QT dispersion and transmural dispersion of repolarization in patients with familial Mediterranean fever

Ahmet Akcay, Gurkan Acar, Mehmet Sayarlioglu, Abdullah Sokmen, Hakan Kaya, Murat Ispiroglu, Sedat Koroglu
Modern Rheumatology 2009, 19 (5): 550-5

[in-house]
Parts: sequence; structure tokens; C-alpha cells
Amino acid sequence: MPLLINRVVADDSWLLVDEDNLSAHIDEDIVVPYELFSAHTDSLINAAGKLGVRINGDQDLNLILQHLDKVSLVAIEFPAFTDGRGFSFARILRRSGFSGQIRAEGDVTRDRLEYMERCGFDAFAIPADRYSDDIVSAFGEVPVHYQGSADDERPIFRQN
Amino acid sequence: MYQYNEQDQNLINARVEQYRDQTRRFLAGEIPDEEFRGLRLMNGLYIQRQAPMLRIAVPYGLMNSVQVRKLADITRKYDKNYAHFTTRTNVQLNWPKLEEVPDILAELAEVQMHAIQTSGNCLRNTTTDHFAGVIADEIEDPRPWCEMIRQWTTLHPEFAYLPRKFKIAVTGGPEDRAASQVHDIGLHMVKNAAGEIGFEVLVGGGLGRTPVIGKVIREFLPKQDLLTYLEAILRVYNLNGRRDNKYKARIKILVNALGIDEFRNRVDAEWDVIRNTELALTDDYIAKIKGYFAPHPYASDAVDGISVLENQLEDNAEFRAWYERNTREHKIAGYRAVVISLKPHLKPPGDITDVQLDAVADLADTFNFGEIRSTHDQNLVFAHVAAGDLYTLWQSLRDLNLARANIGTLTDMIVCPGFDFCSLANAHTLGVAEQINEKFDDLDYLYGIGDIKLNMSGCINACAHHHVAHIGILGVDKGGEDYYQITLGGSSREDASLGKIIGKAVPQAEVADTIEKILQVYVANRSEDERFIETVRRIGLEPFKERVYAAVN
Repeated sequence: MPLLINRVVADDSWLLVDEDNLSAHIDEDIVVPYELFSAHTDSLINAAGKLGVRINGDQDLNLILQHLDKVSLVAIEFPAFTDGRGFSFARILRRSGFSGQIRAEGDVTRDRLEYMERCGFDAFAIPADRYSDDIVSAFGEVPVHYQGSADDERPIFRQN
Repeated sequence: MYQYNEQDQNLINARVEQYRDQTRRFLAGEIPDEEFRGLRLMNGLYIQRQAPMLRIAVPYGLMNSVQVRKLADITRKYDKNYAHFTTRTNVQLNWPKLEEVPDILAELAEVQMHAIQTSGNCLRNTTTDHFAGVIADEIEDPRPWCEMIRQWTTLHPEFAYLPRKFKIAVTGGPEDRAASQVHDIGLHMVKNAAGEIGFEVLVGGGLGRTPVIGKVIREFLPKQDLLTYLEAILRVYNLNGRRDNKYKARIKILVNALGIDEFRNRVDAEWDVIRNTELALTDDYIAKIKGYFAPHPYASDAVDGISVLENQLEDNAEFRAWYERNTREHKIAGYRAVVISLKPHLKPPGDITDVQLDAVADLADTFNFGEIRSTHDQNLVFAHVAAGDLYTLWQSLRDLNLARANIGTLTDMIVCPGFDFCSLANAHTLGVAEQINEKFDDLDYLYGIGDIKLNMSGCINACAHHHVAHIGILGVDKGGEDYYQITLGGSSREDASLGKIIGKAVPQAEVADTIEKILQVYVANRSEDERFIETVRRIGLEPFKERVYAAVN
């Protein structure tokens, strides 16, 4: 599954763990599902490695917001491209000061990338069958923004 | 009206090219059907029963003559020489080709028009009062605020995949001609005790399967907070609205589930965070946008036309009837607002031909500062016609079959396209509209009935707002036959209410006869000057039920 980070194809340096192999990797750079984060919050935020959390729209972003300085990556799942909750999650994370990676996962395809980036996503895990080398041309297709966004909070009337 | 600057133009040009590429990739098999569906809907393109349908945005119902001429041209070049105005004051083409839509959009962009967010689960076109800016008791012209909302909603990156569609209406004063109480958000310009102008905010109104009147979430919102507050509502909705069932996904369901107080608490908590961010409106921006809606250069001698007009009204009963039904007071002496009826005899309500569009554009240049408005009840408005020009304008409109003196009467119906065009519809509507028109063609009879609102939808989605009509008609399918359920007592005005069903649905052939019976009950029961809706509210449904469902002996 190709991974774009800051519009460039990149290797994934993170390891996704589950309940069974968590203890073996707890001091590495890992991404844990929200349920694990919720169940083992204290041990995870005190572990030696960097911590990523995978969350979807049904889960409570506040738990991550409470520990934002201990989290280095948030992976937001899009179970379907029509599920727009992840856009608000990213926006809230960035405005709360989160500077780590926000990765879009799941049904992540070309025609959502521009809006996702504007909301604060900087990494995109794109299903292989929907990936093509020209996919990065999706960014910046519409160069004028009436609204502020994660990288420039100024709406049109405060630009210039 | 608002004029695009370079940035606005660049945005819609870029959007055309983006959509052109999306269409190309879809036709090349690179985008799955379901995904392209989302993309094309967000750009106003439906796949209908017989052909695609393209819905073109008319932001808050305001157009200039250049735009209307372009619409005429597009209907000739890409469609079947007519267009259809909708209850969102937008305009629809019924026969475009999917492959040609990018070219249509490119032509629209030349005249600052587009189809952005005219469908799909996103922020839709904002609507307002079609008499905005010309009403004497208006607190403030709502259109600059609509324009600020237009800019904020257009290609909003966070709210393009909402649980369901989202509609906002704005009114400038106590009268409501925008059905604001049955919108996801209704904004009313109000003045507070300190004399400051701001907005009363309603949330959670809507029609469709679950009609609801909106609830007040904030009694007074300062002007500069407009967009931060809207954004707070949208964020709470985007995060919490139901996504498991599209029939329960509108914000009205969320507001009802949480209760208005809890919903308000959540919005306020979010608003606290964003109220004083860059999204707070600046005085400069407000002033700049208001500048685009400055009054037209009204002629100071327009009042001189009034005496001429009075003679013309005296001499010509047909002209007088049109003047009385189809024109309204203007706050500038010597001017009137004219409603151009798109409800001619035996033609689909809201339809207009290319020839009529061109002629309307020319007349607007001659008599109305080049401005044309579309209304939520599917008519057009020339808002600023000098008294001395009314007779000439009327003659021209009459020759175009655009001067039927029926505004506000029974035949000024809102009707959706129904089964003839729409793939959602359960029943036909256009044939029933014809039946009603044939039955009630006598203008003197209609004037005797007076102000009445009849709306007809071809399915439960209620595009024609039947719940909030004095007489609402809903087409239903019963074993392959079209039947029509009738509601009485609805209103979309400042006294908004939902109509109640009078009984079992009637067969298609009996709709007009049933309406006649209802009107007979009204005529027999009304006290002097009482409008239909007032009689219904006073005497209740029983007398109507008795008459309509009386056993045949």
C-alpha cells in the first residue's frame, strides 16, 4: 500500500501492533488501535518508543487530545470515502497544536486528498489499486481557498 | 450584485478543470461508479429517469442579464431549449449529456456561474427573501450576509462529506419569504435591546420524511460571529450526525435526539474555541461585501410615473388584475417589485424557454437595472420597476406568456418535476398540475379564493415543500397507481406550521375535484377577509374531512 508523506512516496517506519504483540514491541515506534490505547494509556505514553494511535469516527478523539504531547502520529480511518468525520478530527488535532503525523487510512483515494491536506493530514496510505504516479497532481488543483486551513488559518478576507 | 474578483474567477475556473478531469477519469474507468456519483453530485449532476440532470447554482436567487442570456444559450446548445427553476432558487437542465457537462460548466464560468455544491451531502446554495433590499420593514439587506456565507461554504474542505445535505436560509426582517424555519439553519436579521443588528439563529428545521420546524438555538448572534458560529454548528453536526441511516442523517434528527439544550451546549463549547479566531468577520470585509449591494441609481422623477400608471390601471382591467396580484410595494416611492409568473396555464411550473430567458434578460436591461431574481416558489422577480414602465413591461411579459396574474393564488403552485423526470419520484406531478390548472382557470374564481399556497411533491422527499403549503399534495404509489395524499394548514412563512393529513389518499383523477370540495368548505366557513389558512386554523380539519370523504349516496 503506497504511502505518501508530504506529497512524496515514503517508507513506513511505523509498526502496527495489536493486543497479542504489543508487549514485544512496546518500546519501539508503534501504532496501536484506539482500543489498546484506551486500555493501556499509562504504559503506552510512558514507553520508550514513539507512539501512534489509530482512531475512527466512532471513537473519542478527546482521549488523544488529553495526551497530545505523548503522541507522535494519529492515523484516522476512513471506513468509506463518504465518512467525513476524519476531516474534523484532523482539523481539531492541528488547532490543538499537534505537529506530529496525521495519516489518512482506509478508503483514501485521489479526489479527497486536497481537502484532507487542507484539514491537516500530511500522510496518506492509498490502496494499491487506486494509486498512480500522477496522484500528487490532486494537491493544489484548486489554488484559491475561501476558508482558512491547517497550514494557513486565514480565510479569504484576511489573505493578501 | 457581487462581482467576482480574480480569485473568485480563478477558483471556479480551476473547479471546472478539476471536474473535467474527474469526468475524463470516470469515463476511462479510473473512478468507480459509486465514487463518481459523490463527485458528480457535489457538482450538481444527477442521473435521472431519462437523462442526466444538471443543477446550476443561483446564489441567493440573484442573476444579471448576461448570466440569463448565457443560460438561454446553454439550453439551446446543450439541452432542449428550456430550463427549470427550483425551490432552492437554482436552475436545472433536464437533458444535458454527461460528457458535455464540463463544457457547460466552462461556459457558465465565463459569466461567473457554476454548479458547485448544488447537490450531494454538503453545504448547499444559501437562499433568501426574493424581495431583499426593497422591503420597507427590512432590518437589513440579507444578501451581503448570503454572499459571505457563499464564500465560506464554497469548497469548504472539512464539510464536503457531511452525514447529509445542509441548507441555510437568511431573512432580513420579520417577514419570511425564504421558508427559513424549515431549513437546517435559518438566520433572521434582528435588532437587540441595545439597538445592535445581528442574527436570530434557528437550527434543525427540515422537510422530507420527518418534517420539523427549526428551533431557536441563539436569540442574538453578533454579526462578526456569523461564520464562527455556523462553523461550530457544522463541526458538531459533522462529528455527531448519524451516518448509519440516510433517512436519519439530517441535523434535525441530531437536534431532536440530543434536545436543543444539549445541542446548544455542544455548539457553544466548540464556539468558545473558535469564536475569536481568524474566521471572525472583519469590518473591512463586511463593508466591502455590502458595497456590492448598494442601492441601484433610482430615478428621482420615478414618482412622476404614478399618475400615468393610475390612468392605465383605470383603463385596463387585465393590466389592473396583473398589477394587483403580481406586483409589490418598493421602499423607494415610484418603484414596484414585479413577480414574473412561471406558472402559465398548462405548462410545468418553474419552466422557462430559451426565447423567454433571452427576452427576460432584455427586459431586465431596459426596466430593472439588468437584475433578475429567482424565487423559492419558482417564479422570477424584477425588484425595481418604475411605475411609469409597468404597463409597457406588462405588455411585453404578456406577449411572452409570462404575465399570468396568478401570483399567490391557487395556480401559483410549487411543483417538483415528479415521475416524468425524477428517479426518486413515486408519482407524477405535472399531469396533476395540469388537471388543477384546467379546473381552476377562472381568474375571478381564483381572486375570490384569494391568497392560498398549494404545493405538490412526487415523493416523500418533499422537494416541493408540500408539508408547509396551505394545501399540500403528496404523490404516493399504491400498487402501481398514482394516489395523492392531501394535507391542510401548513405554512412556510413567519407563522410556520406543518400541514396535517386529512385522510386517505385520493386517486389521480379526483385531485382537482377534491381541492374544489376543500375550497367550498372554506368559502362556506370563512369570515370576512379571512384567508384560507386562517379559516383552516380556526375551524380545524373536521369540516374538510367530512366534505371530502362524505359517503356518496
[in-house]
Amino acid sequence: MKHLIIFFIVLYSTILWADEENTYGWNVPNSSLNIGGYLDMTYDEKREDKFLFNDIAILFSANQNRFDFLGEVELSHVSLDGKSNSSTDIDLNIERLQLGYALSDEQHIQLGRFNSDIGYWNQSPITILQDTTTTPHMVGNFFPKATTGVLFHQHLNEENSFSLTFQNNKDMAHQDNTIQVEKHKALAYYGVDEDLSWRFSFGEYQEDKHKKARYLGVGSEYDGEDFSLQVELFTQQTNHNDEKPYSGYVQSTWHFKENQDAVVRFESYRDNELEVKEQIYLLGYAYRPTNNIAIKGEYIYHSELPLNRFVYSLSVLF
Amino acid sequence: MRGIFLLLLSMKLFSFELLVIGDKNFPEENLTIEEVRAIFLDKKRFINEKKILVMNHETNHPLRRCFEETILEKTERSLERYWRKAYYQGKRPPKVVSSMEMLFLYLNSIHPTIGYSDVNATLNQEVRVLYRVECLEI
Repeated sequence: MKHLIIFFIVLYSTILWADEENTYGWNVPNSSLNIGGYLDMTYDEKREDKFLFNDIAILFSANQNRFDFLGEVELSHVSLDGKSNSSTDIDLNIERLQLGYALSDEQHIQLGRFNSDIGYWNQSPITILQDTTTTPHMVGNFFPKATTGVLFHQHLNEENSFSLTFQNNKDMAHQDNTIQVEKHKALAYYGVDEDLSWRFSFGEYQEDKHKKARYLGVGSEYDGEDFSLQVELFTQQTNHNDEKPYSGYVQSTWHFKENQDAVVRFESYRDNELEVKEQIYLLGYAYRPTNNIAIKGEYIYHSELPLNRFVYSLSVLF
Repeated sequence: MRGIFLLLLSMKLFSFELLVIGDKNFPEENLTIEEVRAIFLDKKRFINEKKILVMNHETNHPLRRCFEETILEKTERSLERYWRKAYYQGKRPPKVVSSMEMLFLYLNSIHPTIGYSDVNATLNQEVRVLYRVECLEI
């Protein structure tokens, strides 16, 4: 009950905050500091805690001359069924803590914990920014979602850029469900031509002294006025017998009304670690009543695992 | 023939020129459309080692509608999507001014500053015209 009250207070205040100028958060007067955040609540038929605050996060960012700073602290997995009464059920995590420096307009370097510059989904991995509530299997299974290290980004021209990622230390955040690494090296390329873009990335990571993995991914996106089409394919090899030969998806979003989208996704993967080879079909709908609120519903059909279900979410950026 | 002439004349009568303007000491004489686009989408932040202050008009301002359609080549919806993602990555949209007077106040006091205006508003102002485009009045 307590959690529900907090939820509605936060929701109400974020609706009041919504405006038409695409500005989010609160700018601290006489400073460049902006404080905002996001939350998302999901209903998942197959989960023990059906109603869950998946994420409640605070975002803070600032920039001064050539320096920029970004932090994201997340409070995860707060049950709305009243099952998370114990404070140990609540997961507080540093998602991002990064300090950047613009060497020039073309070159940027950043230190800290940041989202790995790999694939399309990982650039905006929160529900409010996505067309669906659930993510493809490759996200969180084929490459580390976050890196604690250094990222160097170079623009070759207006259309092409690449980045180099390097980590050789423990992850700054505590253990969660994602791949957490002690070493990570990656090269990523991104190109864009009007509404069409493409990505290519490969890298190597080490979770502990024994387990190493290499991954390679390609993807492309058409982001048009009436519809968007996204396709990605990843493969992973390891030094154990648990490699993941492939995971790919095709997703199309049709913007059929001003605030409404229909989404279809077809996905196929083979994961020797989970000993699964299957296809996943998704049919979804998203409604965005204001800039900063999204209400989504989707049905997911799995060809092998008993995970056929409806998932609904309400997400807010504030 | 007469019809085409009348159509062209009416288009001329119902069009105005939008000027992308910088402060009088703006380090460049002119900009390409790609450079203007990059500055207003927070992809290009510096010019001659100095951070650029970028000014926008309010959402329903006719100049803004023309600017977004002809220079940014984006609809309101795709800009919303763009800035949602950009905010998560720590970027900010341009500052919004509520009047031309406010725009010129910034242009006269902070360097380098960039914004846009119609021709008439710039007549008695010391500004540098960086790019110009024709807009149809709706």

Familial Mediterranean fever (FMF) is a disease characterized by sporadic, paroxysmal attacks of fever and serosal inflammation. QT dispersion (QTd) and transmural dispersion of repolarization (TDR), simple noninvasive arrhythmogenic markers, that can be used to assess homogeneity of cardiac repolarization, have not been studied in FMF patients before. The aim of our study was to evaluate the QTd and TDR in FMF patients without overt cardiac involvement. A total of 50 patients with FMF (30 men, 20 women, 29.4 +/- 11.8 years) and 50 controls (30 men, 20 women; mean age 31.3 +/- 11.9 years) were included. QTd, corrected QTd (cQTd), maximum QT (QTmax), maximum corrected QT (cQTmax), minimum QT (QTmin), and minimum corrected QT intervals (cQTmin) and TDR were measured from standard 12-lead electrocardiography (ECG). We found that QTd, QTmax, and TDR were greater in FMF patients than in the control group (36.0 +/- 11.4 vs. 20 +/- 11.2, P < 0.001 and 354.8 +/- 30.9 vs. 342.8 +/- 18.0, P = 0.02; 62.0 +/- 16.0 vs. 49.0 +/- 9.5 P < 0.001, respectively), as were cQTd and cQTmax (40.4 +/- 13.5 vs. 21.9 +/- 12.4, P < 0.001 and 397.7 +/- 40.2 vs. 375.5 +/- 25.4 P = 0.001). A modest positive correlation was found between cQTd and C-reactive protein (CRP) and erythrocyte sedimentation rate (ESR) (r = 0.30, P < 0.001; r = 0.40, P < 0.001; respectively). QTd, which is an index of inhomogeneity of ventricular repolarization and an important predictor of cardiovascular mortality, and TDR, which is a better marker of cardiac repolarization, increased in FMF patients similarly as in other rheumatologic diseases.


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